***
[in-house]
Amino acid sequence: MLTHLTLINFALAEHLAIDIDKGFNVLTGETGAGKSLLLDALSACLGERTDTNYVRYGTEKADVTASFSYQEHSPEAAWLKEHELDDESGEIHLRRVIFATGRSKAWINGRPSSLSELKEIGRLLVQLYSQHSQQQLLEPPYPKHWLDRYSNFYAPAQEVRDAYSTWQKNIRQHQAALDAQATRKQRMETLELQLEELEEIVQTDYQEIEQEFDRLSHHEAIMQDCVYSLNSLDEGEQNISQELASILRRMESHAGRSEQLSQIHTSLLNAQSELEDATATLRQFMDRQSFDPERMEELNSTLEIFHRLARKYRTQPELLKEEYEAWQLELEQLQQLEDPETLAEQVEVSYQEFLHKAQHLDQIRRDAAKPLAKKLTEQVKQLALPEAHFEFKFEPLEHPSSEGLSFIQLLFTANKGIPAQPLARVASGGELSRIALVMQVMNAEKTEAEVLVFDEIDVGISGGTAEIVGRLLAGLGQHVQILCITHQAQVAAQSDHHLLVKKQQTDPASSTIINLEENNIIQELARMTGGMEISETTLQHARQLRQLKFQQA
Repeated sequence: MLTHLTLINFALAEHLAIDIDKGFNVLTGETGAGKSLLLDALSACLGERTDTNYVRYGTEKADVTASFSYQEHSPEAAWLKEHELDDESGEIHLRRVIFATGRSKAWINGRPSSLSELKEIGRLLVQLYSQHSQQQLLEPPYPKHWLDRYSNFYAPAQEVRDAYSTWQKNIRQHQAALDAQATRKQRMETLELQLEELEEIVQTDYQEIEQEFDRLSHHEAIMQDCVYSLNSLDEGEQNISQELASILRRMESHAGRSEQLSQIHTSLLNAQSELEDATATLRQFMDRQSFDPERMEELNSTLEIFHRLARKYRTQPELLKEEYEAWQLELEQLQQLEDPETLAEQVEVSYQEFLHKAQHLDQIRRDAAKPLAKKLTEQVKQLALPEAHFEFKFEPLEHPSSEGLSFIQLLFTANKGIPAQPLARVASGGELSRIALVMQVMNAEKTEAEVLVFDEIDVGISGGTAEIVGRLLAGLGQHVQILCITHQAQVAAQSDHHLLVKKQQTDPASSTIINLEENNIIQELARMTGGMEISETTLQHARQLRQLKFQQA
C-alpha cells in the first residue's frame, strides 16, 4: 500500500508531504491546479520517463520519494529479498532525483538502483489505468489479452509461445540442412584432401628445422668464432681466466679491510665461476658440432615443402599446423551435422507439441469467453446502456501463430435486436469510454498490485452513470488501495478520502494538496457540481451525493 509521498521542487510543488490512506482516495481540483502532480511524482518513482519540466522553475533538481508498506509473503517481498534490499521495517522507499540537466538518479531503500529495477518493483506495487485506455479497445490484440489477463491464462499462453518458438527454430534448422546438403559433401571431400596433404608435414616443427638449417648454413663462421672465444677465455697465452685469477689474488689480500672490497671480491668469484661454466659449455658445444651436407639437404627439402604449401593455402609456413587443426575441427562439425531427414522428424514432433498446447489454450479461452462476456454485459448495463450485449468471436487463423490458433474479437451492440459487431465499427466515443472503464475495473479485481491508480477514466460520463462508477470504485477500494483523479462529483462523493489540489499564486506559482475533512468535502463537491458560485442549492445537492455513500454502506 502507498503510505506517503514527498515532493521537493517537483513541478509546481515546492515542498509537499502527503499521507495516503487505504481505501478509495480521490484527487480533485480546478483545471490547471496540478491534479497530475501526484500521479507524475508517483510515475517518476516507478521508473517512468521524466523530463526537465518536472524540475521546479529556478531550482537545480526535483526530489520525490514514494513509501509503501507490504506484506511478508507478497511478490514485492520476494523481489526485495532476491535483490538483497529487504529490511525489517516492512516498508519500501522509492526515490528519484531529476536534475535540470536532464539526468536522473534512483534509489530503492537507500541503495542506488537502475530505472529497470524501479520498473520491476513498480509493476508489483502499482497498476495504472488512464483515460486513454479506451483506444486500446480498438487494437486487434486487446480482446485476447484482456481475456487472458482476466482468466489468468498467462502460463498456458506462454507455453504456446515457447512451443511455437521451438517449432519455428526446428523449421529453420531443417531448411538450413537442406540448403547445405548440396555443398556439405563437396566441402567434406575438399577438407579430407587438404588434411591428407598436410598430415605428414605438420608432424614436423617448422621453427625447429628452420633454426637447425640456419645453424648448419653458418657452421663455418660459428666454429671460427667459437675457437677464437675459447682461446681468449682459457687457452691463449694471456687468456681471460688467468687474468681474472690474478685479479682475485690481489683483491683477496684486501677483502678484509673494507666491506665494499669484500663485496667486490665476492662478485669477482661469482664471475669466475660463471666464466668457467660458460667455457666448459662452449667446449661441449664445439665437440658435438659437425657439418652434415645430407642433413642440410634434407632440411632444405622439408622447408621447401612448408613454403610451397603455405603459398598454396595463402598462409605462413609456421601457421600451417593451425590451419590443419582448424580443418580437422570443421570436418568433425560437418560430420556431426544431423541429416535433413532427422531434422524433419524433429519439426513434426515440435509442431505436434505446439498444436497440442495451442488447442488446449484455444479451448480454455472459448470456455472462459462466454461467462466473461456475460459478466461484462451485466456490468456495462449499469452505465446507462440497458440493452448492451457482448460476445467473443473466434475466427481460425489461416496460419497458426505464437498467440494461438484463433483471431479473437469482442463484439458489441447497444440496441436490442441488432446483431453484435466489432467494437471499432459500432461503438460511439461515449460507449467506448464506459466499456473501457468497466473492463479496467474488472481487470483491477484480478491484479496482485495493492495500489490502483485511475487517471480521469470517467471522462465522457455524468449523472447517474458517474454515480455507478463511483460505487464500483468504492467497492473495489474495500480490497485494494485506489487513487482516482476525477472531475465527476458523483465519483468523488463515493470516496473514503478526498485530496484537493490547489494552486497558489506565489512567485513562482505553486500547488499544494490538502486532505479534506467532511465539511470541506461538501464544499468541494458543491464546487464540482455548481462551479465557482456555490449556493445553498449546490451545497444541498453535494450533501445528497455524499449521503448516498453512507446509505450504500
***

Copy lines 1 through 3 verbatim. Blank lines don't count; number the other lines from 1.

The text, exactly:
[in-house]
Amino acid sequence: MLTHLTLINFALAEHLAIDIDKGFNVLTGETGAGKSLLLDALSACLGERTDTNYVRYGTEKADVTASFSYQEHSPEAAWLKEHELDDESGEIHLRRVIFATGRSKAWINGRPSSLSELKEIGRLLVQLYSQHSQQQLLEPPYPKHWLDRYSNFYAPAQEVRDAYSTWQKNIRQHQAALDAQATRKQRMETLELQLEELEEIVQTDYQEIEQEFDRLSHHEAIMQDCVYSLNSLDEGEQNISQELASILRRMESHAGRSEQLSQIHTSLLNAQSELEDATATLRQFMDRQSFDPERMEELNSTLEIFHRLARKYRTQPELLKEEYEAWQLELEQLQQLEDPETLAEQVEVSYQEFLHKAQHLDQIRRDAAKPLAKKLTEQVKQLALPEAHFEFKFEPLEHPSSEGLSFIQLLFTANKGIPAQPLARVASGGELSRIALVMQVMNAEKTEAEVLVFDEIDVGISGGTAEIVGRLLAGLGQHVQILCITHQAQVAAQSDHHLLVKKQQTDPASSTIINLEENNIIQELARMTGGMEISETTLQHARQLRQLKFQQA
Repeated sequence: MLTHLTLINFALAEHLAIDIDKGFNVLTGETGAGKSLLLDALSACLGERTDTNYVRYGTEKADVTASFSYQEHSPEAAWLKEHELDDESGEIHLRRVIFATGRSKAWINGRPSSLSELKEIGRLLVQLYSQHSQQQLLEPPYPKHWLDRYSNFYAPAQEVRDAYSTWQKNIRQHQAALDAQATRKQRMETLELQLEELEEIVQTDYQEIEQEFDRLSHHEAIMQDCVYSLNSLDEGEQNISQELASILRRMESHAGRSEQLSQIHTSLLNAQSELEDATATLRQFMDRQSFDPERMEELNSTLEIFHRLARKYRTQPELLKEEYEAWQLELEQLQQLEDPETLAEQVEVSYQEFLHKAQHLDQIRRDAAKPLAKKLTEQVKQLALPEAHFEFKFEPLEHPSSEGLSFIQLLFTANKGIPAQPLARVASGGELSRIALVMQVMNAEKTEAEVLVFDEIDVGISGGTAEIVGRLLAGLGQHVQILCITHQAQVAAQSDHHLLVKKQQTDPASSTIINLEENNIIQELARMTGGMEISETTLQHARQLRQLKFQQA